What does `[> SomeType ]` mean for a type annotation?


Quick question on type annotations: What does [> SomeType ] mean for a type annotation? How is it different to just SomeType?

To make it concrete, I’ve got this type in my code and I’m trying to understand what it means:

  Apoll    Pervasives.result(
  [> Prometo.error],

Is that substantially different to:

  Apoll    Pervasives.result(


It’s a lower bound type constraint. The type in the brackets is a polymorphic variant, and it means “all types that have at least” the variants in Prometo.error.

Here’s a good write up that also explain this concept: https://2ality.com/2018/01/polymorphic-variants-reasonml.html#from-concrete-types-to-type-constraints.


In Prometo terms it means that all Prometo promises may have the error cases in the variant, or more. This becomes relevant when trying to handle the promise or recover from failures. The typechecker will work out specifically what other cases there might be and ask you to handle them. E.g.

|> Prometo.Error.recover(~f=fun
  | `Prometo_error(jsError) => ...
  | `Your_app_error => ...
  | _ => ...default...)


Thank you, that makes sense! It’s very useful that you can extend the set of error types, I didn’t know that!


No prob :slight_smile: yeah that’s the cool thing about the composable error handling design. While processing promises, all errors must unify to the same type, and when different functions can return different polymorphic variant tags, they will all get added up to progressively bigger unions of all the possible cases. And this union will be calculated at compile time. Very cool.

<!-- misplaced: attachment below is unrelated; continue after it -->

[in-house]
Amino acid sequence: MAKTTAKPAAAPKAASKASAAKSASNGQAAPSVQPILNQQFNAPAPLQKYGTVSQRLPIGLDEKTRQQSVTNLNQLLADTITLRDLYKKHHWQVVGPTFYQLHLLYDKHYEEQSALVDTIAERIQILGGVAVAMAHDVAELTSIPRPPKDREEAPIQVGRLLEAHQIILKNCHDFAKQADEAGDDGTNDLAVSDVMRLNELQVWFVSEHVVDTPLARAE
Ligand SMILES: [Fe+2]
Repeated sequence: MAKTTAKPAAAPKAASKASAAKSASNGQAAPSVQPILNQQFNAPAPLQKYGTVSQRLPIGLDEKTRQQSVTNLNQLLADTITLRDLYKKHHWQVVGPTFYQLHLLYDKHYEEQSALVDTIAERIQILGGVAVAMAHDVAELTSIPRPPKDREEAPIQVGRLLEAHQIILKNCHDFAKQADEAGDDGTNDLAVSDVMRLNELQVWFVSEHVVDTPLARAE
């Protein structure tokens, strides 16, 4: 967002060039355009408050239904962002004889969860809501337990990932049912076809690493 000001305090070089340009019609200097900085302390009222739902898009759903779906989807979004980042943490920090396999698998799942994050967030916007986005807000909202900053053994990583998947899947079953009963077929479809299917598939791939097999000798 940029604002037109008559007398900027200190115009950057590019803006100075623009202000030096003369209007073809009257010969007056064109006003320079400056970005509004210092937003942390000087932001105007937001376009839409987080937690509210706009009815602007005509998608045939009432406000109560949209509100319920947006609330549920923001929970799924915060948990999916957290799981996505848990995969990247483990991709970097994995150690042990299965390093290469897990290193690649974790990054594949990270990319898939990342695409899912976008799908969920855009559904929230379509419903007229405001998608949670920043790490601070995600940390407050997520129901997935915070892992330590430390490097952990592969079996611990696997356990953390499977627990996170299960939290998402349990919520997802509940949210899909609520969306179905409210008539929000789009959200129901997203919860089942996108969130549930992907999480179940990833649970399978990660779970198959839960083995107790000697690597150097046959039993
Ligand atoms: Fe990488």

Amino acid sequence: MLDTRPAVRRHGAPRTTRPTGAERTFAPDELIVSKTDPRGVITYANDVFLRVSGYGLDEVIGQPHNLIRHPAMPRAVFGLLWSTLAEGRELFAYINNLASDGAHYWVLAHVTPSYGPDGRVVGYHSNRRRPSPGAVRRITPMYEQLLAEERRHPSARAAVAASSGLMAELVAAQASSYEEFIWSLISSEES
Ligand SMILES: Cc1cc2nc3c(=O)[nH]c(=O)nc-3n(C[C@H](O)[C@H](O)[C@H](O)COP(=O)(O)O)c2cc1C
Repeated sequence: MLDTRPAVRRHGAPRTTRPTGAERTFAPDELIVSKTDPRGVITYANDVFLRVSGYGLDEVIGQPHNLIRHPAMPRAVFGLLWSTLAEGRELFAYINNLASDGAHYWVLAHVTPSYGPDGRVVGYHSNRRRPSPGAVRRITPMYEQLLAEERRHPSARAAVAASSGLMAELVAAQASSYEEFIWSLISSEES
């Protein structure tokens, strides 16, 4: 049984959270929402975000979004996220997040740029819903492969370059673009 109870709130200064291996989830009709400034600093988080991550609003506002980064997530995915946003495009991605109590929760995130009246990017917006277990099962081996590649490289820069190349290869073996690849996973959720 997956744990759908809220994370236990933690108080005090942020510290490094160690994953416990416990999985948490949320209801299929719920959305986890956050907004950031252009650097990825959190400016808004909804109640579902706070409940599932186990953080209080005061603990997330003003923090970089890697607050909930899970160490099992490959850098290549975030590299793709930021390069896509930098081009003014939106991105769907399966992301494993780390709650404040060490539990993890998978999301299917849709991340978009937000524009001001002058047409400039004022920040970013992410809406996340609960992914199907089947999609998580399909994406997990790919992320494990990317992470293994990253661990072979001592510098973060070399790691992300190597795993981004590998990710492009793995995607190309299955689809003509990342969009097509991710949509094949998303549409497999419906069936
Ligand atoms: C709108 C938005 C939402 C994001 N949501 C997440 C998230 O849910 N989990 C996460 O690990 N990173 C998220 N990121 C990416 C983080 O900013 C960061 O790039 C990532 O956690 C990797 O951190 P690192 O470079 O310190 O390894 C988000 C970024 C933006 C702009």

Type Annotations are a new feature added in PEP 484 that allow for adding type hints to variables. They are used to inform someone reading the code what the type of a variable should be. This brings a sense of statically typed control to the dynamically typed Python. This is accomplished by adding : after initializing/declaring a variable.

An example is shown below, which adds the : int when we declare the variable to show that age should be of type int.

A helpful feature of statically typed languages is that the value of a variable can always be known within a specific domain. For instance, we know string variables can only be strings, ints can only be ints, and so on. With dynamically typed languages, its basically anyone’s guess as to what the value of a variable is or should be.

We can use the expected variable’s type when writing and calling functions to ensure we are passing and using parameters correctly. If we pass a str when the function expects an int, then it most likely will not work in the way we expected.